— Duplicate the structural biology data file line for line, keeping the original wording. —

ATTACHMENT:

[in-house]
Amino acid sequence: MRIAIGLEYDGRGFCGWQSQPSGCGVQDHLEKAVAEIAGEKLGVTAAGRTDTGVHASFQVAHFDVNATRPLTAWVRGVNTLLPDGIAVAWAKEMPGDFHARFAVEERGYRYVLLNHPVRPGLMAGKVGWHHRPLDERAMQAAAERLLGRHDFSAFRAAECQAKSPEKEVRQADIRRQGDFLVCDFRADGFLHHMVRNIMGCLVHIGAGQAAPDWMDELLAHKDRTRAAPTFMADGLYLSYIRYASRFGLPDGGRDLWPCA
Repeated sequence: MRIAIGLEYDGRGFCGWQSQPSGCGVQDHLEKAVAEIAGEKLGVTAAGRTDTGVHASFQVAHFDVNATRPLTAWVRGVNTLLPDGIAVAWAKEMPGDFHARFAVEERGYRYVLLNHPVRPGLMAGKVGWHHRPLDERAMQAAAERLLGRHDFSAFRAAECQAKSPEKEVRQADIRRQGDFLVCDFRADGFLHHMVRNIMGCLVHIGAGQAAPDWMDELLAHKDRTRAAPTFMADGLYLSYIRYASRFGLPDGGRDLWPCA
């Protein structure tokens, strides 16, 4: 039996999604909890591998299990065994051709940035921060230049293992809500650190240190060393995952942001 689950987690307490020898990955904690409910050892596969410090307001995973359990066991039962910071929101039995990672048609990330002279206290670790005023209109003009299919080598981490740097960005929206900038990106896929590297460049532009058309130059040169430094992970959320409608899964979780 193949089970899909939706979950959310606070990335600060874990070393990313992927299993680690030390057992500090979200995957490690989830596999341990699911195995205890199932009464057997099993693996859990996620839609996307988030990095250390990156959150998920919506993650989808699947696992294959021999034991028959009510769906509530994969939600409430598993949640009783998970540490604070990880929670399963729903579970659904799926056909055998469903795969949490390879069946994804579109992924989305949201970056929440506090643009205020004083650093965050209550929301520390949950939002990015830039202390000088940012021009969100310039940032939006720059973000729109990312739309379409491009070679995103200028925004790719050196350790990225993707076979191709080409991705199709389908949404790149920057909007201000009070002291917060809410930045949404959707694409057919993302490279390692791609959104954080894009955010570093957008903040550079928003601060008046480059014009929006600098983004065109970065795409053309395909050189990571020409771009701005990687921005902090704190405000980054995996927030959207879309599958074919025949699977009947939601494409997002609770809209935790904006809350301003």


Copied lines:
[in-house]
Amino acid sequence: MRIAIGLEYDGRGFCGWQSQPSGCGVQDHLEKAVAEIAGEKLGVTAAGRTDTGVHASFQVAHFDVNATRPLTAWVRGVNTLLPDGIAVAWAKEMPGDFHARFAVEERGYRYVLLNHPVRPGLMAGKVGWHHRPLDERAMQAAAERLLGRHDFSAFRAAECQAKSPEKEVRQADIRRQGDFLVCDFRADGFLHHMVRNIMGCLVHIGAGQAAPDWMDELLAHKDRTRAAPTFMADGLYLSYIRYASRFGLPDGGRDLWPCA
Repeated sequence: MRIAIGLEYDGRGFCGWQSQPSGCGVQDHLEKAVAEIAGEKLGVTAAGRTDTGVHASFQVAHFDVNATRPLTAWVRGVNTLLPDGIAVAWAKEMPGDFHARFAVEERGYRYVLLNHPVRPGLMAGKVGWHHRPLDERAMQAAAERLLGRHDFSAFRAAECQAKSPEKEVRQADIRRQGDFLVCDFRADGFLHHMVRNIMGCLVHIGAGQAAPDWMDELLAHKDRTRAAPTFMADGLYLSYIRYASRFGLPDGGRDLWPCA
């Protein structure tokens, strides 16, 4: 039996999604909890591998299990065994051709940035921060230049293992809500650190240190060393995952942001 689950987690307490020898990955904690409910050892596969410090307001995973359990066991039962910071929101039995990672048609990330002279206290670790005023209109003009299919080598981490740097960005929206900038990106896929590297460049532009058309130059040169430094992970959320409608899964979780 193949089970899909939706979950959310606070990335600060874990070393990313992927299993680690030390057992500090979200995957490690989830596999341990699911195995205890199932009464057997099993693996859990996620839609996307988030990095250390990156959150998920919506993650989808699947696992294959021999034991028959009510769906509530994969939600409430598993949640009783998970540490604070990880929670399963729903579970659904799926056909055998469903795969949490390879069946994804579109992924989305949201970056929440506090643009205020004083650093965050209550929301520390949950939002990015830039202390000088940012021009969100310039940032939006720059973000729109990312739309379409491009070679995103200028925004790719050196350790990225993707076979191709080409991705199709389908949404790149920057909007201000009070002291917060809410930045949404959707694409057919993302490279390692791609959104954080894009955010570093957008903040550079928003601060008046480059014009929006600098983004065109970065795409053309395909050189990571020409771009701005990687921005902090704190405000980054995996927030959207879309599958074919025949699977009947939601494409997002609770809209935790904006809350301003």